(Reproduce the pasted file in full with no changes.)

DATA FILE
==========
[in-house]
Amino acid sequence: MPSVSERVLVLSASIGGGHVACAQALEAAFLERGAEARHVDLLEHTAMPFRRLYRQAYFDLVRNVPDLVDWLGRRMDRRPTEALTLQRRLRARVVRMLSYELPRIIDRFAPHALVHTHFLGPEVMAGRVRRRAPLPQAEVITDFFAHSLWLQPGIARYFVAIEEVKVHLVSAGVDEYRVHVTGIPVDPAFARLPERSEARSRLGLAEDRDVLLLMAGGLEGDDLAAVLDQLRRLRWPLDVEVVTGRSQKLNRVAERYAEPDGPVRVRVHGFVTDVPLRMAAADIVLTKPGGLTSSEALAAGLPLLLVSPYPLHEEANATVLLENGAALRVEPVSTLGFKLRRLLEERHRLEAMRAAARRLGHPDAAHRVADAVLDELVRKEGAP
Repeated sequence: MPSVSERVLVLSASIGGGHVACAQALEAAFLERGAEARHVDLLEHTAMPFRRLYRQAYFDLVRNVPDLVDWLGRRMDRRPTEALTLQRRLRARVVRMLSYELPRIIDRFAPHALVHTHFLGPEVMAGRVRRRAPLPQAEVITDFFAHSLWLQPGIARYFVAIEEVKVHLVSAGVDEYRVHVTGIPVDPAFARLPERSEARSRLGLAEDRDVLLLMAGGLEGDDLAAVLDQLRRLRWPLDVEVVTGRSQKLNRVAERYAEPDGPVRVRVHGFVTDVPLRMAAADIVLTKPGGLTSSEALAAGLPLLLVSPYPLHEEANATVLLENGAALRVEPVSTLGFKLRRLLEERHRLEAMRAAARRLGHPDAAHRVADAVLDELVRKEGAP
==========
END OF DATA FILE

[in-house]
Amino acid sequence: MPSVSERVLVLSASIGGGHVACAQALEAAFLERGAEARHVDLLEHTAMPFRRLYRQAYFDLVRNVPDLVDWLGRRMDRRPTEALTLQRRLRARVVRMLSYELPRIIDRFAPHALVHTHFLGPEVMAGRVRRRAPLPQAEVITDFFAHSLWLQPGIARYFVAIEEVKVHLVSAGVDEYRVHVTGIPVDPAFARLPERSEARSRLGLAEDRDVLLLMAGGLEGDDLAAVLDQLRRLRWPLDVEVVTGRSQKLNRVAERYAEPDGPVRVRVHGFVTDVPLRMAAADIVLTKPGGLTSSEALAAGLPLLLVSPYPLHEEANATVLLENGAALRVEPVSTLGFKLRRLLEERHRLEAMRAAARRLGHPDAAHRVADAVLDELVRKEGAP
Repeated sequence: MPSVSERVLVLSASIGGGHVACAQALEAAFLERGAEARHVDLLEHTAMPFRRLYRQAYFDLVRNVPDLVDWLGRRMDRRPTEALTLQRRLRARVVRMLSYELPRIIDRFAPHALVHTHFLGPEVMAGRVRRRAPLPQAEVITDFFAHSLWLQPGIARYFVAIEEVKVHLVSAGVDEYRVHVTGIPVDPAFARLPERSEARSRLGLAEDRDVLLLMAGGLEGDDLAAVLDQLRRLRWPLDVEVVTGRSQKLNRVAERYAEPDGPVRVRVHGFVTDVPLRMAAADIVLTKPGGLTSSEALAAGLPLLLVSPYPLHEEANATVLLENGAALRVEPVSTLGFKLRRLLEERHRLEAMRAAARRLGHPDAAHRVADAVLDELVRKEGAP